Senior citizens and promo offers
For all Triple “A” awardees of the Asian Institute of Management: There will be a special Mass for Robert F. Kuan, president of the Triple “A” Association, at the AIM Chapel this afternoon at 4 p.m.
Robert is currently confined at St. Luke’s Medical Center in Bonifacio Global City, where he is undergoing immunotherapy treatments for cancer. He is in good spirits but faces an uphill battle, and we invite all to say a prayer for Robert. Robert and I graduated from the AIM in 1975 with management degrees, although under different programs.
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Yesterday, entrance exams for the Philippine Military Academy were held all over the country. I have devoted time and effort to encourage our young people, particularly from the lower middle-class of society, to try for the PMA. It is a school for leadership, and we need quality leaders these days.
It has been sometime since I wrote about senior citizen rights and privileges. I recall that, more than 10 years ago, I started to involve myself in this advocacy because of a problem I was experiencing in the use of my credit card.
In 2007, Mercury Drug did not honor the senior citizen discount using a credit card. The clerk would tell me — very politely, of course — that the discount was only for cash payments. After being informed of the problem, then Vice President Noli de Castro convened an emergency meeting attended by Executive Secretary Eduardo Ermita, Trade Secretary Peter Favila, Finance Secretary Gary Teves, and Vivian Azcona, president of Mercury Drug. The meeting was productive and fruitful, and, a few days later, my credit card — and, I assume, that of other senior citizens — was honored with the full senior citizen discount of 20 percent.
I continue to stay in touch with our elderly. Recently, I received two letters from senior citizens Melvin Punzalan and Roberto Rejano. By coincidence, both of their letters dwelt on the same issue of promotional discounts being offered by business establishments for the general public.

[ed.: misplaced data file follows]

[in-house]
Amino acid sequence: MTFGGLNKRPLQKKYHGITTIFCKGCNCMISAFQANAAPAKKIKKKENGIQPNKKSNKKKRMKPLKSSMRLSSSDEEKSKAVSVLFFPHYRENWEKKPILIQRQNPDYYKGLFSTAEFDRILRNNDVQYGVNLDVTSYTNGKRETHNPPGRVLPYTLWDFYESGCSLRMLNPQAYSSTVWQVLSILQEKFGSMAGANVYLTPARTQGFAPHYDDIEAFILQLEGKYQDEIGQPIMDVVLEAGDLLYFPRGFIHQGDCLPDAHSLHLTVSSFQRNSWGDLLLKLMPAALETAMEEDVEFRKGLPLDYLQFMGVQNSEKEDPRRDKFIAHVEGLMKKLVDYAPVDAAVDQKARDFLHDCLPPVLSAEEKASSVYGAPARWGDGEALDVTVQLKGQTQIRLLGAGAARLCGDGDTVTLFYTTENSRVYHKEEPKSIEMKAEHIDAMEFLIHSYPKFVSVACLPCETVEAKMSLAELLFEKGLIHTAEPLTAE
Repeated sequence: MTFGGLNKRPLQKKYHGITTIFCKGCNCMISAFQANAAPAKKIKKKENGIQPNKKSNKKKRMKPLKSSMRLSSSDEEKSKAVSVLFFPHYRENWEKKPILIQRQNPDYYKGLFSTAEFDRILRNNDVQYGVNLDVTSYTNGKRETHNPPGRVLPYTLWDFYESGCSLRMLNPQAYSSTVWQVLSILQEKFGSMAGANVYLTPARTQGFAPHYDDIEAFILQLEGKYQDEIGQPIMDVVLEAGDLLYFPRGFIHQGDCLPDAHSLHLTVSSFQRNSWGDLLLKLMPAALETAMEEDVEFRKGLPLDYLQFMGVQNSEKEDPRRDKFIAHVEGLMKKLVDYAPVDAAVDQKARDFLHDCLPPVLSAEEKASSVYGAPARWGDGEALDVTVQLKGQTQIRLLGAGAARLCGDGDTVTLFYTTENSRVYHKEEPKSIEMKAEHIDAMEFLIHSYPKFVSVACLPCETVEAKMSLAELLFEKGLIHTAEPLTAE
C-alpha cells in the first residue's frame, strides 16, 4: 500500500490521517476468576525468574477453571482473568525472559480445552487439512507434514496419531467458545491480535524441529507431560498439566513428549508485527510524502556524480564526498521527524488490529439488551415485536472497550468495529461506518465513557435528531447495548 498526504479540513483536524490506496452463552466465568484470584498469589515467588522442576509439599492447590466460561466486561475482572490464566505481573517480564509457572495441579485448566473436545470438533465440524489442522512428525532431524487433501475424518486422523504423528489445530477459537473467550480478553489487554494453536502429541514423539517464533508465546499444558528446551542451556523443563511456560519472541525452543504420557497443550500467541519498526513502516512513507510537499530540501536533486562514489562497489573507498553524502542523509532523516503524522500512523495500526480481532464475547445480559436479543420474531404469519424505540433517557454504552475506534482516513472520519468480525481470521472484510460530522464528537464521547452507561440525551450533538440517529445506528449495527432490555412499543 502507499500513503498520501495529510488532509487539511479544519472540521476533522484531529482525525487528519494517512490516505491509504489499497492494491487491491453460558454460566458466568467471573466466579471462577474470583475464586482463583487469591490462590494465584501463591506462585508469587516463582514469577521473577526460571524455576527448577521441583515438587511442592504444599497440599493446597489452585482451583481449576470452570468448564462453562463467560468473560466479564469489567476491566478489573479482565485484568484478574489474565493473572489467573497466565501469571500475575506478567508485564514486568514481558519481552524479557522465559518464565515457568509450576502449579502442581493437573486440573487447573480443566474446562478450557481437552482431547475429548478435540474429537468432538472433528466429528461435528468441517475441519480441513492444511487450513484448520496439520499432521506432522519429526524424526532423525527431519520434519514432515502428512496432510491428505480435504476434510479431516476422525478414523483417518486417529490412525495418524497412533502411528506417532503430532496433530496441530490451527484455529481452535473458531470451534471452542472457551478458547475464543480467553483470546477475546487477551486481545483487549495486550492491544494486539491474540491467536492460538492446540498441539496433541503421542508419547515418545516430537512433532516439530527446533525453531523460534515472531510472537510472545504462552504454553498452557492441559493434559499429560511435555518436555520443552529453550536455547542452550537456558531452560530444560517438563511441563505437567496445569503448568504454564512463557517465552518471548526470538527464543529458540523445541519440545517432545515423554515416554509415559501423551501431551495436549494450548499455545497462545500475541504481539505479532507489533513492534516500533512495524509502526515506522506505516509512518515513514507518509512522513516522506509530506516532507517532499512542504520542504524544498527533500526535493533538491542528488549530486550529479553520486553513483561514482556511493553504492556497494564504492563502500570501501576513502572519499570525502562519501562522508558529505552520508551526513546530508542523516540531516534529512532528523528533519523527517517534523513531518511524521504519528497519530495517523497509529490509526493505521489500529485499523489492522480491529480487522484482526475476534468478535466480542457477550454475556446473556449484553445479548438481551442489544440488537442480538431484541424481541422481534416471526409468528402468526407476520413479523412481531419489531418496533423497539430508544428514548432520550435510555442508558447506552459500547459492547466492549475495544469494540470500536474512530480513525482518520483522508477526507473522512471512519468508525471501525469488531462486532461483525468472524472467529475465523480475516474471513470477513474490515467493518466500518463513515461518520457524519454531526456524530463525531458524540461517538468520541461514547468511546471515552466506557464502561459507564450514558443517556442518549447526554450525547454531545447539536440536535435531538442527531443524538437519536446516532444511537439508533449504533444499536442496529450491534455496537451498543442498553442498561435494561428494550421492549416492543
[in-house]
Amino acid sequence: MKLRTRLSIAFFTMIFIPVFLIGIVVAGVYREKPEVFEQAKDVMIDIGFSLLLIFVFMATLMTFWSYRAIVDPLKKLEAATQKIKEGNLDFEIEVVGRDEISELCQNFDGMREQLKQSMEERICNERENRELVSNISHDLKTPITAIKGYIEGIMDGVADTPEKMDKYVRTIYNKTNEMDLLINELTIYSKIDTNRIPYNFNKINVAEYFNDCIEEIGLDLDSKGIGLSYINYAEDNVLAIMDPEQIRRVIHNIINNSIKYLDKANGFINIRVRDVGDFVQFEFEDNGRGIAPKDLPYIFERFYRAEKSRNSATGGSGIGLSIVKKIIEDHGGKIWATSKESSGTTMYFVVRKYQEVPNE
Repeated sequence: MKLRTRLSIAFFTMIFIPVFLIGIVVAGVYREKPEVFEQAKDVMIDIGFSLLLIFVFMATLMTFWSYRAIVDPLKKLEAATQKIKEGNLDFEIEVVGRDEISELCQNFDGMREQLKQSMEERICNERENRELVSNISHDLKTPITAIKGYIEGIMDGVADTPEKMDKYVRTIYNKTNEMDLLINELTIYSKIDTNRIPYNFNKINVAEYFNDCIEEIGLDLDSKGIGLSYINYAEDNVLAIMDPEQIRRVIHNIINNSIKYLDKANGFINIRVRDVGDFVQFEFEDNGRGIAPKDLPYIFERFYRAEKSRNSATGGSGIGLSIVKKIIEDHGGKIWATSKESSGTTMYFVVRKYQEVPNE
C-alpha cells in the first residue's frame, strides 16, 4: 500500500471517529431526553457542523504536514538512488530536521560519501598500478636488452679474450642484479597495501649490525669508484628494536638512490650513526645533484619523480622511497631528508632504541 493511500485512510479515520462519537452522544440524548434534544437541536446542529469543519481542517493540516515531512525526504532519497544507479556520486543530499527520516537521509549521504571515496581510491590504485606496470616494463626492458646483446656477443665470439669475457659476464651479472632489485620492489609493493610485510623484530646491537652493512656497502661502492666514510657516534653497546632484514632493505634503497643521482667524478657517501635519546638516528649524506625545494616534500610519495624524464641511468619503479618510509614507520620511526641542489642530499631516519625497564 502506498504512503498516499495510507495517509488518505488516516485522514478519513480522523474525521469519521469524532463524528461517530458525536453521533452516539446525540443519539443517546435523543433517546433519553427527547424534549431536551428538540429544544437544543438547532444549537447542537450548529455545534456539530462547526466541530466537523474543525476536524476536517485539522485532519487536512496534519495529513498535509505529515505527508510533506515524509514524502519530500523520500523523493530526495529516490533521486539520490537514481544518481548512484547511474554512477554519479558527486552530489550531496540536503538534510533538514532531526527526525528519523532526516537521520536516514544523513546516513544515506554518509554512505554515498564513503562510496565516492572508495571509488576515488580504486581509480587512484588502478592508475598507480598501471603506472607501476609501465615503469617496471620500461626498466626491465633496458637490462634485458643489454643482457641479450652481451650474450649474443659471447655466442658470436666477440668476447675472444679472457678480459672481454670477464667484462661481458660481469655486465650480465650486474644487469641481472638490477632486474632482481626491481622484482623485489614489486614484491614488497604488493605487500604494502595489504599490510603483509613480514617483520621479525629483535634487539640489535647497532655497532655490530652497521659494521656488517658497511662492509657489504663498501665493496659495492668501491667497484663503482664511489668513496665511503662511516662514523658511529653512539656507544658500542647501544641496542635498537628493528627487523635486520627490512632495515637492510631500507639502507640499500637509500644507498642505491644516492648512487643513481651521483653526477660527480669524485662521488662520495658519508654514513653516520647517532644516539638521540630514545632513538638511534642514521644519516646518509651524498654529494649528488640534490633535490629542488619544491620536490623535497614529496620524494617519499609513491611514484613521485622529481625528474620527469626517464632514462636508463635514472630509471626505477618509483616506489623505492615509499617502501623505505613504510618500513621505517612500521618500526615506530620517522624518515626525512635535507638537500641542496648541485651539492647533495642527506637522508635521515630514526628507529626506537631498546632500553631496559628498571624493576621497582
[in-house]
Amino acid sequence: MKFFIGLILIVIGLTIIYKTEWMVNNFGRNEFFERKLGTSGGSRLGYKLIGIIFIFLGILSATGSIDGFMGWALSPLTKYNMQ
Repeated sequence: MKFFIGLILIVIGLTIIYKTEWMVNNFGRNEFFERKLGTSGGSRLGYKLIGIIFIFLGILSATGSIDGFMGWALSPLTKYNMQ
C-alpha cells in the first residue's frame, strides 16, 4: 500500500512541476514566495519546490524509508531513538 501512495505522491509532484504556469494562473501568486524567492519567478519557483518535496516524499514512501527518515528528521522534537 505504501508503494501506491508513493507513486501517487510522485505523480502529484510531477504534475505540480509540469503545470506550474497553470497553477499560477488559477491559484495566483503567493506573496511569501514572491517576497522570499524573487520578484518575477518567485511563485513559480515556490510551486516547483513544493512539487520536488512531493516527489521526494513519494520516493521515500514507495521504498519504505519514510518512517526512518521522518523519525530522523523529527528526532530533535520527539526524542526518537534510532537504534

Punzalan wrote that, since the senior citizen discount becomes irrelevant when the promo price—which is usually better—is offered and availed of, this means that business establishments no longer make a distinction between a senior citizen and a nonsenior citizen. Both are offered the same price for the same product.
In the case of Rejano, he narrated his experience at the Soho Café of Savoy Hotel, where a promo on the buffet lunch offered a 50-percent discount for all. He assumed that, as a senior citizen, he was still entitled to the 20-percent senior citizen discount on top of the regular 50-percent discount for all. Apparently, he was told that this was not possible. Likewise, Rejano felt that no distinction was being made between senior citizens and younger customers.
In an earlier column, I also stated that, on top of any promo offer, senior citizens should still be entitled to the senior citizen discount of 20 percent as provided by law.
Unfortunately, when the implementing rules and regulations (IRR) of the Expanded Senior Citizens Act of 2010 were issued, our views were not given due course. Instead, Article 9 (“No double discounts”) was included in the IRR. This article expressly states that “In the purchase of goods and services which are on promotional discounts, the senior citizen can avail of the establishment’s offered discount or the 20 percent provided herein, whichever is higher and more favorable.”
This rule is simply preposterous. No one in his right mind, senior citizen or nonsenior citizen, will choose the 20-percent discount as against the promotional discount—usually of 50 percent or higher — that is being offered by restaurants. This kind of illusory choice being presented as an advantage for senior citizens actually eliminates whatever distinction exists between the senior citizen and the nonseniors, and effectively discriminates against the senior citizen.
To give true meaning and value to the senior citizen law is to give seniors an advantage over younger citizens. That is precisely the reason for the enactment of this law — to give recognition and support to the elderly and provide them with certain advantages and benefits that come primarily because of age and disability.
We call on the Department of Social Welfare and Development to convene the interagency body chaired by the social welfare secretary for the purpose of reviewing and revising this provision, which makes a mockery of the Expanded Senior Citizens Act of 2010.
Senior citizens should continue to register their objections to this ruling and undertake the necessary actions with their lawmakers, particularly in light of the coming elections. There are also Senior Citizen Party-List members who should support a review of this ruling.
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